Best ways to clean tile floors


Porcelain tile surfaces offer aesthetic and functional advantages over many nonceramic surface options including water, stain, and scratch resistance. Pair these benefits with easy maintenance and you have an ideal surface choice from floor to ceiling, inside and out, with options appropriate for different levels of use (residential to heavy industrial). 

Spend less time cleaning and more time admiring your beautiful porcelain tile surfaces with easy cleaning tips shared by GGCL.

A Super-Quick Guide to Cleaning Porcelain Tile Surfaces

Need a quick answer? We’ll get into the whys and wherefores below, but here are some quick, need-to-know tips to clean up your current mess.

What to DO When Cleaning 

  • For regular cleaning, just sweep away debris, wipe with clean water, and thoroughly dry.
  • For deep cleaning, use a pH-neutral or mildly alkaline detergent.
  • Use a nylon or plastic scrubber, if needed.

What NOT to Do When Cleaning 

  • Don’t use acidic cleaners, including vinegar.
  • Don’t use oil- or wax-based cleaners as they leave a residue that may attract dirt.
  • Don’t use steel wool or other abrasive scrubbers.

How to Clean Porcelain Tile

Porcelain tile surfaces make maintenance easy for you with many easy-care benefits.

You know best how often to clean, whether that means once a week, twice a week, or even every day — after all, it depends on the level of foot traffic in your home, how much you use a space, and if you have any mess-making humans or pets in the house. Where and how your surface is used — such as flooring, countertop, or shower tile — also determines when you need to clean.

For regular light cleaning of porcelain surfaces, all you need to do is:

  1. Sweep: Your first step is to sweep away dust, crumbs, and other debris that have accumulated since your last cleaning. Take this time to sweep or clean any throw rugs. If you’re cleaning a porcelain countertop rather than flooring, simply wipe off crumbs.
  2. Wipe with water: Next, wipe with clean water. That’s right: water alone is enough to clean lightly soiled porcelain tile surfaces. No harsh chemicals are necessary! If you choose to use a mop for your flooring, be sure you have swept up debris beforehand and use a flat mop rather than a sponge mop to keep from pushing dirty water into the grout lines.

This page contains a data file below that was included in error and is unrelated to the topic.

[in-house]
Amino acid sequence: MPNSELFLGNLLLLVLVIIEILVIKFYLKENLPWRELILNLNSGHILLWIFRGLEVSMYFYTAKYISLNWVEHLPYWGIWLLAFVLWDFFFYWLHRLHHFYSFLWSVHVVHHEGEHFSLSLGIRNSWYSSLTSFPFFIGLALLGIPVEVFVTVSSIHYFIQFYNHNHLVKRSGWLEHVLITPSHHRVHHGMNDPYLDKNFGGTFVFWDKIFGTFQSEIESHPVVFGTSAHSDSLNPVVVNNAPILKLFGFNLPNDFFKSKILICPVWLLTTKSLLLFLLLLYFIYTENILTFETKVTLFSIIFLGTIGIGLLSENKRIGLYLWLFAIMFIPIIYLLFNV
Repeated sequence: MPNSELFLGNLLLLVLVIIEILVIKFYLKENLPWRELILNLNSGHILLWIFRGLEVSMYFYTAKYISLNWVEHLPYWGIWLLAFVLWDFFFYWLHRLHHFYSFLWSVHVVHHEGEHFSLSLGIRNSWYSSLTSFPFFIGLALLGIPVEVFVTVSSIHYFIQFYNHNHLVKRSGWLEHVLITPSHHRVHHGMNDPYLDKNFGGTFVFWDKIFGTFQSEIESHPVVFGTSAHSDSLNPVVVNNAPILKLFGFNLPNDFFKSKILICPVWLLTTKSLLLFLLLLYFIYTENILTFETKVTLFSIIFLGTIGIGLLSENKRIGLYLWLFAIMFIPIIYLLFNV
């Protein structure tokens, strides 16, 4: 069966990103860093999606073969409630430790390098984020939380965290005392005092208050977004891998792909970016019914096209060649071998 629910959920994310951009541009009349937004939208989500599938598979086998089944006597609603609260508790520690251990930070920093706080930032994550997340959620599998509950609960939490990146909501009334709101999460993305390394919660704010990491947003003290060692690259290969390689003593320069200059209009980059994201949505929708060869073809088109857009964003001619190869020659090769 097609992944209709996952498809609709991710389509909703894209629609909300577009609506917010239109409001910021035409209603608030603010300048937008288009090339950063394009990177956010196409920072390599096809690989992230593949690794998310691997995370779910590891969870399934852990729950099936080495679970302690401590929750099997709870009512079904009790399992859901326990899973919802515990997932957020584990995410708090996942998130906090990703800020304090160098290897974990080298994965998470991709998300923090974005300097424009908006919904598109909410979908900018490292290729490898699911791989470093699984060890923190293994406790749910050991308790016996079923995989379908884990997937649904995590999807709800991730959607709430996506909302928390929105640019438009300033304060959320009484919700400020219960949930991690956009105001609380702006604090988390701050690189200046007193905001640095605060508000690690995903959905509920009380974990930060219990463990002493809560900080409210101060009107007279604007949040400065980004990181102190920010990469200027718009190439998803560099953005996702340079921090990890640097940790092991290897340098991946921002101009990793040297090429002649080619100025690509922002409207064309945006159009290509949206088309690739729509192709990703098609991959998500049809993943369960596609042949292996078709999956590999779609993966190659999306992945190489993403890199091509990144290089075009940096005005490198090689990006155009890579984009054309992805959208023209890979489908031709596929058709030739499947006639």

3. Dry: Dry thoroughly after wiping with water, either by air-drying or using a microfiber cloth (a dry flat mop is great as well).

How to Deep Clean Porcelain Tile

Sweeping and wiping with water may not be enough to clean up every mess that life throws your way. Likewise, periodic deep cleaning is essential to any home cleaning routine.

Deep cleaning means swapping out water for a cleaning solution. Think you already know how to clean and disinfect? The best cleaners for porcelain and ceramic tile are those that are formulated especially for tile and grout. Makes sense, right?

When you can’t find a tile-specific cleaning product, look for a pH-neutral cleaner or slightly alkaline cleaner, such as Spic and Span or Mr. Clean. Don’t use oil- or wax-based cleaners because they leave a residue on your surfaces that may attract dirt more readily. For more information on different types of cleaners and what’s recommended, scroll down.

A little elbow grease may also be all that’s necessary for tough-to-remove spills and messes. Plastic and nylon scrubbers are great for these instances.

Rinse thoroughly with clean, clear water after cleaning to remove any residue from the cleaner. Otherwise, residue will attract dirt and may leave your surface with a dull appearance. Using clean water to rinse the surface is very important, so refill your bucket with new water rather than reusing dirty rinse water.

Dry thoroughly — just give your surfaces a bit of time to air dry or wipe with a clean, dry mop or cloth.

How to Disinfect Porcelain Tile

We may now be more concerned with disinfecting our surfaces than ever before. Porcelain tile surfaces don’t require the use of harsh cleaning chemicals, which is an advantage for those of us wanting to keep these substances out of our kitchens. However, note that the occasional use of harsher disinfectants will not dull or damage porcelain or ceramic tile, such as may be the case with many other nonceramic surface materials.

Consult the Environmental Protection Agency’s (EPA’s) list of registered disinfectants when deciding on which to use, and keep in mind that different disinfectants may be more appropriate for fighting specific bacteria or viruses. Be sure to thoroughly rinse away the suds after cleaning to prevent residue from drying on your surfaces.

Note: Always follow the label’s instructions for safe use when cleaning with disinfectants and chemicals, such as ensuring proper ventilation and wearing gloves.